Tourism: Tourism has returned to Israel in large, unprecedented numbers. Compared to the Gulf War and to the early years of the Intifada (the Palestinian uprising in the Territories which began in December 1987), when few tourists visited Israel because of the security situation, tourism is booming in Israel. In addition to Jews and Jewish groups from all over the world, Christian groups are visiting Israel in large numbers (for example, forty-five Christian groups come from Korea alone each month to Israel!).

The Media: Israeli journalists are now reporting on the Peace Process in a positive and comprehensive way. Despite all the problems and obstacles, the peace talks are always front page news, and it is often good news. Moreover, we now wake up in the morning and find Israeli journalists (both print and electronic) reporting from Amman, Tunis, Damascus, the Gulf States and even Gaza. There is unquestionably a new face to the way the Israeli media presents the realities and the hopes for peace, alongside the danger and the destruction of terrorist incidents.

The Economy: Even our economy is improving. New markets for Israeli products and personnel are opening up in formerly forbidden places - in the Far East (China, Indonesia, etc.), in countries of the Middle East (Jordan, Egypt, Morocco), in some of the Gulf States, and in the former Communist countries of Eastern. Europe. The Peace Agreements give hope and signal stability, and therefore according to a recent speech of our Prime Minister, Mr. Rabin, to our Industrialists' Association, there has never been more interest by foreign investors in Israel than this year.

The Mood of the People: Hope is in the air. Thousands of Israelis are already travelling to Jordan. The mood is generally upbeat and positive, and the reason is clear. For the first time in our lives in Israel, we can actually envision the end of the cycle of war. There is even less violence, despite what you may read in your newspapers or see on television. Most of the violence is restricted to the Territories (Judea, Samaria and Gaza) and most of it is done by small groups of extremist Islamic fundamentalists.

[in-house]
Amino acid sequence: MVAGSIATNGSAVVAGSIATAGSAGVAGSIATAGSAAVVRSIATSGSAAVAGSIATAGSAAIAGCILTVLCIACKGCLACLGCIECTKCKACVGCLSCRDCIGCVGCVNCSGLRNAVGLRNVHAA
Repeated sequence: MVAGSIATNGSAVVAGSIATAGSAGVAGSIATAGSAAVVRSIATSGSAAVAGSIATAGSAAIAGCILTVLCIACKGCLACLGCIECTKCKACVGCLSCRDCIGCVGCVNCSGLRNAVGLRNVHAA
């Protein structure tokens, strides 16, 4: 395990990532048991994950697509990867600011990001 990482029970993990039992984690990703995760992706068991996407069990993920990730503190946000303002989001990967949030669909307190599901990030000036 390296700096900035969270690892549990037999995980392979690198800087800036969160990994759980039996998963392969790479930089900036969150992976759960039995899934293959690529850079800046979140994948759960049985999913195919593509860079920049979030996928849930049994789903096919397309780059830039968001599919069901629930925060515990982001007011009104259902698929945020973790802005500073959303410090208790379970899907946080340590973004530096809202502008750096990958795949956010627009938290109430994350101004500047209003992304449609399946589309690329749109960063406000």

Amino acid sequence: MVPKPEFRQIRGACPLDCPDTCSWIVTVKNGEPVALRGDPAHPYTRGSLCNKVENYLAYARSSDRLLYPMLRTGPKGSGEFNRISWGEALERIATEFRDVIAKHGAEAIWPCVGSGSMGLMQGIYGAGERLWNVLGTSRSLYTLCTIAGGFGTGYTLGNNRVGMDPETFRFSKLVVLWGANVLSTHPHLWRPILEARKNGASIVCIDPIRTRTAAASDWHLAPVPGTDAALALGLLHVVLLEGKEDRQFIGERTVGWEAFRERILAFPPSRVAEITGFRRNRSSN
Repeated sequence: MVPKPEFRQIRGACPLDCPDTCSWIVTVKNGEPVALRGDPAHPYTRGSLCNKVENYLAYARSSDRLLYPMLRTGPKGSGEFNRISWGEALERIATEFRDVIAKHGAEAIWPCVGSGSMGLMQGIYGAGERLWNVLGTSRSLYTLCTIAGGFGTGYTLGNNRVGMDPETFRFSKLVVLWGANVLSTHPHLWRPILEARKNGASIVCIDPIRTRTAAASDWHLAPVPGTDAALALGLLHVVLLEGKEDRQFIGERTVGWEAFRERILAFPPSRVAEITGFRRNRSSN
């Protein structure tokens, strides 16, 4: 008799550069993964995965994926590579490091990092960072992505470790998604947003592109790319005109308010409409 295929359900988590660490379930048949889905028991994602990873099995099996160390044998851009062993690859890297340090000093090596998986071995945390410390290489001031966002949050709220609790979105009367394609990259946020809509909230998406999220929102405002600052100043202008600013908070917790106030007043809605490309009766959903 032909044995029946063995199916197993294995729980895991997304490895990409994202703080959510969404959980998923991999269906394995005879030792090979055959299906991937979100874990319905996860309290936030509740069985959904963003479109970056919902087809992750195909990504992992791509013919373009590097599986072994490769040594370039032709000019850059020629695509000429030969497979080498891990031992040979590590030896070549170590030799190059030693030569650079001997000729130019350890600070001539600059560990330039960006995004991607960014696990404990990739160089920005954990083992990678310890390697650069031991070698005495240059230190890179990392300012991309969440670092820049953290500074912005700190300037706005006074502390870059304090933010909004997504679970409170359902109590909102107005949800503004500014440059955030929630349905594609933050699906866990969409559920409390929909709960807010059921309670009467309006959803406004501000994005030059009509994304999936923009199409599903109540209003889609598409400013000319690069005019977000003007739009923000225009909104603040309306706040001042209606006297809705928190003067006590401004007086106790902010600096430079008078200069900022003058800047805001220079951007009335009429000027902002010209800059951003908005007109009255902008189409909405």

But I must add a word of caution: all of this is mixed with much anxiety and fear and with many doubts and questions: Can Chairman Arafat turn from a dictator to a democrat? And can he control Islamic fundamentalist rejectionists who violently try to disrupt the Peace Process? Can Gaza become a viable society? Will international assistance help prevent Gaza from disintegrating into chaos? Is Syria serious about peace? Or does it just want territory? Will Syria end its state of war with Israel and expel terrorist groups from Damascus? These and many other questions and doubts linger. Nevertheless, I believe that the mood in Israel is overwhelmingly hopeful and optimistic, reflecting the wishes of the people of Israel to end the state of war and to enter into a new era in which they can live in peace with their neighbours and reap the benefits of peace for themselves.

II - The Current State of Interreligious Relations in Israel
On 16 January 1991, on the eve of the Gulf War and the night before the scuds from Iraq began landing in Israel, a group of Jews, Christians and Muslims gathered together in Jerusalem to found the Interreligious Coordinating Council in Israel. In contrast to the ominous danger of war, this was a bold step which signalled faith in the future, and especially in the ability of the three great monotheistic religions, Judaism, Christianity and Islam, to contribute to a more peaceful future in Israel and the Middle East. After four years, we can now report that we have fifty-four different organizations cooperating with us in trying to promote greater mutual understanding among people of different faith communities in our country.
I wish to highlight for you some of the salient features of interreligious life in Israel: